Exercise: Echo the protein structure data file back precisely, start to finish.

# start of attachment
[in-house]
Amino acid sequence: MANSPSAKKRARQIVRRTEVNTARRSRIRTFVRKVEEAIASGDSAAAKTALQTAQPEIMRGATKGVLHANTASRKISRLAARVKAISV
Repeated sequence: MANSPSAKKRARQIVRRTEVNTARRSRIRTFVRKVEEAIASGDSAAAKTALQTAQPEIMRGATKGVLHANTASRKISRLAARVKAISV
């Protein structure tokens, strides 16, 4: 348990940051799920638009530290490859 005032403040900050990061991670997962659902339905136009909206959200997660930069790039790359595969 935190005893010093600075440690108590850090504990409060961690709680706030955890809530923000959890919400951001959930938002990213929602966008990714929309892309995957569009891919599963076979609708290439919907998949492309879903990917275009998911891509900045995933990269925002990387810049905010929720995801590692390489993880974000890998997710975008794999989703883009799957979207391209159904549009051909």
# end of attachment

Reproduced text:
[in-house]
Amino acid sequence: MANSPSAKKRARQIVRRTEVNTARRSRIRTFVRKVEEAIASGDSAAAKTALQTAQPEIMRGATKGVLHANTASRKISRLAARVKAISV
Repeated sequence: MANSPSAKKRARQIVRRTEVNTARRSRIRTFVRKVEEAIASGDSAAAKTALQTAQPEIMRGATKGVLHANTASRKISRLAARVKAISV
């Protein structure tokens, strides 16, 4: 348990940051799920638009530290490859 005032403040900050990061991670997962659902339905136009909206959200997660930069790039790359595969 935190005893010093600075440690108590850090504990409060961690709680706030955890809530923000959890919400951001959930938002990213929602966008990714929309892309995957569009891919599963076979609708290439919907998949492309879903990917275009998911891509900045995933990269925002990387810049905010929720995801590692390489993880974000890998997710975008794999989703883009799957979207391209159904549009051909």